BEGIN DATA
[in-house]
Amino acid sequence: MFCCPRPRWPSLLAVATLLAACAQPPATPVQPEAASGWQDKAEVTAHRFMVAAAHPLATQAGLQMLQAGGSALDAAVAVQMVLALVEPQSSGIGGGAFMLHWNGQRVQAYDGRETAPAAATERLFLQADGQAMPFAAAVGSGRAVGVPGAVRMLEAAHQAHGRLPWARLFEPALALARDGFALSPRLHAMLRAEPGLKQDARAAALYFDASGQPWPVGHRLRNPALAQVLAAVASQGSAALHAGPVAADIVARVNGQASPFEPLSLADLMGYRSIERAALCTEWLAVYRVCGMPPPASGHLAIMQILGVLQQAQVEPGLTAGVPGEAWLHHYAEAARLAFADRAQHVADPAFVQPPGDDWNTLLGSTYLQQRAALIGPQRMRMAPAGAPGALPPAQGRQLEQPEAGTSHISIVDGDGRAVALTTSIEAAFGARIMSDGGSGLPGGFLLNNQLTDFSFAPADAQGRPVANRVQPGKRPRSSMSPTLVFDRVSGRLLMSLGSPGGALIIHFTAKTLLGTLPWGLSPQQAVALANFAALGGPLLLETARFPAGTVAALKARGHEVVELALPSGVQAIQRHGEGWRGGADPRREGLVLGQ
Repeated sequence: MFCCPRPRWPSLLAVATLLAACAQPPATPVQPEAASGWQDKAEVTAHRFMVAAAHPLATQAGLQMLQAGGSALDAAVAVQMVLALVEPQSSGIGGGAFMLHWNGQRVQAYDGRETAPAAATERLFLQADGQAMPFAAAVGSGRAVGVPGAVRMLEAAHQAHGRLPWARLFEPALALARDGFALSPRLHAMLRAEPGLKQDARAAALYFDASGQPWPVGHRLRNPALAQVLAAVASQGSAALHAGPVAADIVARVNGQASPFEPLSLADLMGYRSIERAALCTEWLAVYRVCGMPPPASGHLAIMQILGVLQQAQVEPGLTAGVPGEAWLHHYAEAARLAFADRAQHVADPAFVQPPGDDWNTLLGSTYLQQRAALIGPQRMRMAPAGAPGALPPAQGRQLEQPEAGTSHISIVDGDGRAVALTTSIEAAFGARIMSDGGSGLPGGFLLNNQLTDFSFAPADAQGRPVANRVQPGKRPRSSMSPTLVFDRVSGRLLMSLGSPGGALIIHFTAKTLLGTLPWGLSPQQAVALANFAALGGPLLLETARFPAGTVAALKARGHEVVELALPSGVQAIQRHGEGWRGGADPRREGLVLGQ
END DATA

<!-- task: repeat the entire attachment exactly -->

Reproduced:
[in-house]
Amino acid sequence: MFCCPRPRWPSLLAVATLLAACAQPPATPVQPEAASGWQDKAEVTAHRFMVAAAHPLATQAGLQMLQAGGSALDAAVAVQMVLALVEPQSSGIGGGAFMLHWNGQRVQAYDGRETAPAAATERLFLQADGQAMPFAAAVGSGRAVGVPGAVRMLEAAHQAHGRLPWARLFEPALALARDGFALSPRLHAMLRAEPGLKQDARAAALYFDASGQPWPVGHRLRNPALAQVLAAVASQGSAALHAGPVAADIVARVNGQASPFEPLSLADLMGYRSIERAALCTEWLAVYRVCGMPPPASGHLAIMQILGVLQQAQVEPGLTAGVPGEAWLHHYAEAARLAFADRAQHVADPAFVQPPGDDWNTLLGSTYLQQRAALIGPQRMRMAPAGAPGALPPAQGRQLEQPEAGTSHISIVDGDGRAVALTTSIEAAFGARIMSDGGSGLPGGFLLNNQLTDFSFAPADAQGRPVANRVQPGKRPRSSMSPTLVFDRVSGRLLMSLGSPGGALIIHFTAKTLLGTLPWGLSPQQAVALANFAALGGPLLLETARFPAGTVAALKARGHEVVELALPSGVQAIQRHGEGWRGGADPRREGLVLGQ
Repeated sequence: MFCCPRPRWPSLLAVATLLAACAQPPATPVQPEAASGWQDKAEVTAHRFMVAAAHPLATQAGLQMLQAGGSALDAAVAVQMVLALVEPQSSGIGGGAFMLHWNGQRVQAYDGRETAPAAATERLFLQADGQAMPFAAAVGSGRAVGVPGAVRMLEAAHQAHGRLPWARLFEPALALARDGFALSPRLHAMLRAEPGLKQDARAAALYFDASGQPWPVGHRLRNPALAQVLAAVASQGSAALHAGPVAADIVARVNGQASPFEPLSLADLMGYRSIERAALCTEWLAVYRVCGMPPPASGHLAIMQILGVLQQAQVEPGLTAGVPGEAWLHHYAEAARLAFADRAQHVADPAFVQPPGDDWNTLLGSTYLQQRAALIGPQRMRMAPAGAPGALPPAQGRQLEQPEAGTSHISIVDGDGRAVALTTSIEAAFGARIMSDGGSGLPGGFLLNNQLTDFSFAPADAQGRPVANRVQPGKRPRSSMSPTLVFDRVSGRLLMSLGSPGGALIIHFTAKTLLGTLPWGLSPQQAVALANFAALGGPLLLETARFPAGTVAALKARGHEVVELALPSGVQAIQRHGEGWRGGADPRREGLVLGQ